Rosa muliganii in the White Garden at Sissinghurst Castle © Jonathan Buckley
  4. Once you've finished your visit, retrace the route from Sissinghurst Castle to Staplehurst station. Leave the castle grounds on the track that leads down the side of the National Trust shop, keeping the garden and moat on your right until you reach the gazebo. Head onto the track, leaving the moat and garden behind.

    Show/HideOur farmland

    In the 1950s, Vita Sackville-West and Harold Nicolson hired Captain Oswald Beale as their farm manager. Since 2009 the farmland at Sissinghurst has been managed by our tenant farmer John Hickman. The 450 acres of farmland are still farmed in the same way. It's grazed by Romney Marsh sheep and John's prize herd of Sussex cattle. You may spot some saddleback pigs enjoying a muddy corner of a field. Some arable crops are grown for feed.

    Sissinghurst Castle estate © Penny Tweedie
  5. Continue on the track until you reach the lane and then turn left. Continue until you reach the T-junction and turn right, signposted Frittenden. Cycle through the village of Frittenden. Turn left into Staplehurst Road, signposted Iden Croft Herbs. Continue on this lane until you reach Cradducks Lane on your right, signposted Pay and Play Golfing Park. Continue on this lane until you reach the T-junction and turn left. When you reach the crossroads and traffic lights, turn right; you may wish to take to the pavement for this bit. Turn left into Station Road for Staplehurst station.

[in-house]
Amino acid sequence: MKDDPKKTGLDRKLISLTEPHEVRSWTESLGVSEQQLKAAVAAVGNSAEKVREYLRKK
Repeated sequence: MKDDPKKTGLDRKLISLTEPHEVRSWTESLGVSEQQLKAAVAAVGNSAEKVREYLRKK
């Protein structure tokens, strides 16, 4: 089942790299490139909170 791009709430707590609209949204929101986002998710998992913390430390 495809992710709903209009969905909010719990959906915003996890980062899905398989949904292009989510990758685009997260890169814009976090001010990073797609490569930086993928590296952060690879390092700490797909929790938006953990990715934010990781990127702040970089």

End: Sissinghurst Castle, grid ref: TQ810380

  • Trail: Cycling
  • Grade: Easy
  • Distance: 6.5 miles (10.5km)
  • Time: 45 minutes
  • OS Map: Explorer 136 (High Weald)/Explorer 137 (Ashford)
  • Terrain:

    An easy-going route starting at Staplehurst station and taking you to Sissinghurst Castle, where you can explore the gardens and estate before returning by the same route. The route is on country lanes, although the section from the station to the crossroads is on the A229 (30mph limit). There is a pavement. The section across the fields to Sissinghurst is a farm track. Estate paths are tarmac.

  • How to get here:

    • By foot: from Sissinghurst village past church to footpath on left signposted Sissinghurst Castle (can get muddy)
    • By bus: Arriva 5 Maidstone to Hawkhurst (passing Staplehurst train station), alight Sissinghurst, 1¼ miles (2km)
    • By train: Staplehurst station 5 miles (8km). Then bus 5 to Sissinghurst village. For more info see the Southeastern website
    • By car: 2 miles (3.2km) north-east of Cranbrook, 1 mile (1.6km) east of Sissinghurst village on Biddenden Road, off A262 Parking: 315 yards.


  • Facilities:

    At Sissinghurst gardens:

    • Gift and plant shop
    • Toilets
    • Restaurant and coffee shop using local produce
    • Baby facilities
    • Walks
    • National Trust car park (free for members)
    • Toilets at Staplehurst station
    • Station newsagent on the A229 (not NT)
    • Railway tavern on the A229 (not NT)
    • Acorn Stores in Frittenden (not NT)
    • Bell and Jorrocks pub in Frittenden (not NT)
    • Accommodation available at Sissinghurst Castle Farmhouse (not NT)